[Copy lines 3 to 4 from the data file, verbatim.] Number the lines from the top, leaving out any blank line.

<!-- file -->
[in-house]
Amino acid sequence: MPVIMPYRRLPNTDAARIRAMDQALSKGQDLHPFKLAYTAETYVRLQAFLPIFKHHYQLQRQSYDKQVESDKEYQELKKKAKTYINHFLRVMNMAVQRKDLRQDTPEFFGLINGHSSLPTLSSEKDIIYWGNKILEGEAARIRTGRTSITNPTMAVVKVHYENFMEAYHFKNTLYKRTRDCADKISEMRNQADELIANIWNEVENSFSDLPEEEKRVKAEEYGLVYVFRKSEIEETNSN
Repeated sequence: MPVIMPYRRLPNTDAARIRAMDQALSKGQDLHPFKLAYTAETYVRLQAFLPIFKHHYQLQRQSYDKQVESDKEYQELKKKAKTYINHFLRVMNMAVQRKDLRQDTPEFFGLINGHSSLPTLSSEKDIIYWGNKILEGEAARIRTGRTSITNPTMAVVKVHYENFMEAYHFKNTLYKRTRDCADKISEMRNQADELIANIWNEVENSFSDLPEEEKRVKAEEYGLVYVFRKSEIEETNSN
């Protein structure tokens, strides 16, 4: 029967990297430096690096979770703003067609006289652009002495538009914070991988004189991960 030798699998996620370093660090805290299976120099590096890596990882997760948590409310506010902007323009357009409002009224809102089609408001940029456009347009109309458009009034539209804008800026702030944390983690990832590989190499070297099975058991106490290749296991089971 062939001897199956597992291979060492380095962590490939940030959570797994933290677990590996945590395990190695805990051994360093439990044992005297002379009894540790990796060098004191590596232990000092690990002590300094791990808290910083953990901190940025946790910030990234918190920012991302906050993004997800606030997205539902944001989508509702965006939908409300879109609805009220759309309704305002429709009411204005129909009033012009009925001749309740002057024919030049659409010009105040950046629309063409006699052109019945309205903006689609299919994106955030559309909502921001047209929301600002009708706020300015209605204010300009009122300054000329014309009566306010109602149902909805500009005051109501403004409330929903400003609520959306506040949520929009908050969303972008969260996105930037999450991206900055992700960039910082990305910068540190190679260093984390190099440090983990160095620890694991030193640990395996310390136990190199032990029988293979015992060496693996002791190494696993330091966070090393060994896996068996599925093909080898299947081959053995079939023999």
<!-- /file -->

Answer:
Repeated sequence: MPVIMPYRRLPNTDAARIRAMDQALSKGQDLHPFKLAYTAETYVRLQAFLPIFKHHYQLQRQSYDKQVESDKEYQELKKKAKTYINHFLRVMNMAVQRKDLRQDTPEFFGLINGHSSLPTLSSEKDIIYWGNKILEGEAARIRTGRTSITNPTMAVVKVHYENFMEAYHFKNTLYKRTRDCADKISEMRNQADELIANIWNEVENSFSDLPEEEKRVKAEEYGLVYVFRKSEIEETNSN
């Protein structure tokens, strides 16, 4: 029967990297430096690096979770703003067609006289652009002495538009914070991988004189991960 030798699998996620370093660090805290299976120099590096890596990882997760948590409310506010902007323009357009409002009224809102089609408001940029456009347009109309458009009034539209804008800026702030944390983690990832590989190499070297099975058991106490290749296991089971 062939001897199956597992291979060492380095962590490939940030959570797994933290677990590996945590395990190695805990051994360093439990044992005297002379009894540790990796060098004191590596232990000092690990002590300094791990808290910083953990901190940025946790910030990234918190920012991302906050993004997800606030997205539902944001989508509702965006939908409300879109609805009220759309309704305002429709009411204005129909009033012009009925001749309740002057024919030049659409010009105040950046629309063409006699052109019945309205903006689609299919994106955030559309909502921001047209929301600002009708706020300015209605204010300009009122300054000329014309009566306010109602149902909805500009005051109501403004409330929903400003609520959306506040949520929009908050969303972008969260996105930037999450991206900055992700960039910082990305910068540190190679260093984390190099440090983990160095620890694991030193640990395996310390136990190199032990029988293979015992060496693996002791190494696993330091966070090393060994896996068996599925093909080898299947081959053995079939023999």